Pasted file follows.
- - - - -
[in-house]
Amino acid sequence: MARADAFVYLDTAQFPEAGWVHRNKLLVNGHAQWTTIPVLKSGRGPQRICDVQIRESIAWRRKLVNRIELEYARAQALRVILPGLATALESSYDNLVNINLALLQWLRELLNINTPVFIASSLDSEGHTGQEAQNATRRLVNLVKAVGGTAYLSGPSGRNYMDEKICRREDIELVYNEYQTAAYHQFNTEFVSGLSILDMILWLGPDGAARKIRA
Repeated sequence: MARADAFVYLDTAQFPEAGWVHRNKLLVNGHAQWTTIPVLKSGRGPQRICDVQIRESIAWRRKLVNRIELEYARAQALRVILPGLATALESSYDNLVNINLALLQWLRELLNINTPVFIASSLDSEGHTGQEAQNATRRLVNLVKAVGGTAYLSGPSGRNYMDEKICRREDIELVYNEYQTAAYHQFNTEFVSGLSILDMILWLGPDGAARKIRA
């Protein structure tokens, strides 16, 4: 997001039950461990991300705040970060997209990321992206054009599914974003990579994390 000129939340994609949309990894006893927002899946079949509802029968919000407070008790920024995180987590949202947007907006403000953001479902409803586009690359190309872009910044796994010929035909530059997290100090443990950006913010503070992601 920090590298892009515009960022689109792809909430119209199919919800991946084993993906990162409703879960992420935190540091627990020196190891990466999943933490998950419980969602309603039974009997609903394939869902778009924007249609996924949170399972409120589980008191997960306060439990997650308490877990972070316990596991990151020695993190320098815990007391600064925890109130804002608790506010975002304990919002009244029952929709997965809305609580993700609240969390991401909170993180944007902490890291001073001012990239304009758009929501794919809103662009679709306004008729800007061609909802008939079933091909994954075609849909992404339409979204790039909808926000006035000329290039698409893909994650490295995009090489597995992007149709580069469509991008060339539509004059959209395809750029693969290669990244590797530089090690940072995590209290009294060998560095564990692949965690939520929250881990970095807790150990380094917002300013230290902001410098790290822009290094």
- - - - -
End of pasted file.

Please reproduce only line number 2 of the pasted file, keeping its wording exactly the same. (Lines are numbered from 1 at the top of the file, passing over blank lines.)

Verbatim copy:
Amino acid sequence: MARADAFVYLDTAQFPEAGWVHRNKLLVNGHAQWTTIPVLKSGRGPQRICDVQIRESIAWRRKLVNRIELEYARAQALRVILPGLATALESSYDNLVNINLALLQWLRELLNINTPVFIASSLDSEGHTGQEAQNATRRLVNLVKAVGGTAYLSGPSGRNYMDEKICRREDIELVYNEYQTAAYHQFNTEFVSGLSILDMILWLGPDGAARKIRA